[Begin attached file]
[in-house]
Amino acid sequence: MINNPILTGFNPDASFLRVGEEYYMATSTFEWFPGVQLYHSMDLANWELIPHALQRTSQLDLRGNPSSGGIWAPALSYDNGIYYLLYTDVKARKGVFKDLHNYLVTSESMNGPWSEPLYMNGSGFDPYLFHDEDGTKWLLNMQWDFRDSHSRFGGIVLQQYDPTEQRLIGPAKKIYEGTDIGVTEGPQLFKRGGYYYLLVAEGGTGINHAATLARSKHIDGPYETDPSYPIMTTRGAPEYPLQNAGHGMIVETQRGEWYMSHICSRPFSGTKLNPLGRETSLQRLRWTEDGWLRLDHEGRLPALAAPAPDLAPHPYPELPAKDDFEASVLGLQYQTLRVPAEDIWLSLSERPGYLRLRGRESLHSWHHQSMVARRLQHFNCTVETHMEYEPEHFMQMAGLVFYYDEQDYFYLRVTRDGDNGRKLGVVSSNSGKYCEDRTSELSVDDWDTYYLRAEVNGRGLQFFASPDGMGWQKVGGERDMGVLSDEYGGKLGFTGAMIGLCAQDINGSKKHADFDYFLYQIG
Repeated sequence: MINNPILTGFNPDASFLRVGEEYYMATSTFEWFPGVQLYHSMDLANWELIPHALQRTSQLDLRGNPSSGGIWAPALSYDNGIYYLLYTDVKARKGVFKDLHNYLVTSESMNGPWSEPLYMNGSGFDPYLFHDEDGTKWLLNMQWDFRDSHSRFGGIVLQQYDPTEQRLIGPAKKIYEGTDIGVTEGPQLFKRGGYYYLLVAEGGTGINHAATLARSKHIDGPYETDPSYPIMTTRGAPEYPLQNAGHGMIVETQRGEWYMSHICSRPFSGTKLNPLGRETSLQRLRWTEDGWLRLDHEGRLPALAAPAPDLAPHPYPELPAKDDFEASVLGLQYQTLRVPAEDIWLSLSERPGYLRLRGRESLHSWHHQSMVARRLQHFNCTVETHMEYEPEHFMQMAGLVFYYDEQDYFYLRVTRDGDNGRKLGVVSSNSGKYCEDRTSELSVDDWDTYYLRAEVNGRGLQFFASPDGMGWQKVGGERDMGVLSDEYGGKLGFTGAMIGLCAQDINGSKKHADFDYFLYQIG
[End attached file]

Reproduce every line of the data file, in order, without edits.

[in-house]
Amino acid sequence: MINNPILTGFNPDASFLRVGEEYYMATSTFEWFPGVQLYHSMDLANWELIPHALQRTSQLDLRGNPSSGGIWAPALSYDNGIYYLLYTDVKARKGVFKDLHNYLVTSESMNGPWSEPLYMNGSGFDPYLFHDEDGTKWLLNMQWDFRDSHSRFGGIVLQQYDPTEQRLIGPAKKIYEGTDIGVTEGPQLFKRGGYYYLLVAEGGTGINHAATLARSKHIDGPYETDPSYPIMTTRGAPEYPLQNAGHGMIVETQRGEWYMSHICSRPFSGTKLNPLGRETSLQRLRWTEDGWLRLDHEGRLPALAAPAPDLAPHPYPELPAKDDFEASVLGLQYQTLRVPAEDIWLSLSERPGYLRLRGRESLHSWHHQSMVARRLQHFNCTVETHMEYEPEHFMQMAGLVFYYDEQDYFYLRVTRDGDNGRKLGVVSSNSGKYCEDRTSELSVDDWDTYYLRAEVNGRGLQFFASPDGMGWQKVGGERDMGVLSDEYGGKLGFTGAMIGLCAQDINGSKKHADFDYFLYQIG
Repeated sequence: MINNPILTGFNPDASFLRVGEEYYMATSTFEWFPGVQLYHSMDLANWELIPHALQRTSQLDLRGNPSSGGIWAPALSYDNGIYYLLYTDVKARKGVFKDLHNYLVTSESMNGPWSEPLYMNGSGFDPYLFHDEDGTKWLLNMQWDFRDSHSRFGGIVLQQYDPTEQRLIGPAKKIYEGTDIGVTEGPQLFKRGGYYYLLVAEGGTGINHAATLARSKHIDGPYETDPSYPIMTTRGAPEYPLQNAGHGMIVETQRGEWYMSHICSRPFSGTKLNPLGRETSLQRLRWTEDGWLRLDHEGRLPALAAPAPDLAPHPYPELPAKDDFEASVLGLQYQTLRVPAEDIWLSLSERPGYLRLRGRESLHSWHHQSMVARRLQHFNCTVETHMEYEPEHFMQMAGLVFYYDEQDYFYLRVTRDGDNGRKLGVVSSNSGKYCEDRTSELSVDDWDTYYLRAEVNGRGLQFFASPDGMGWQKVGGERDMGVLSDEYGGKLGFTGAMIGLCAQDINGSKKHADFDYFLYQIG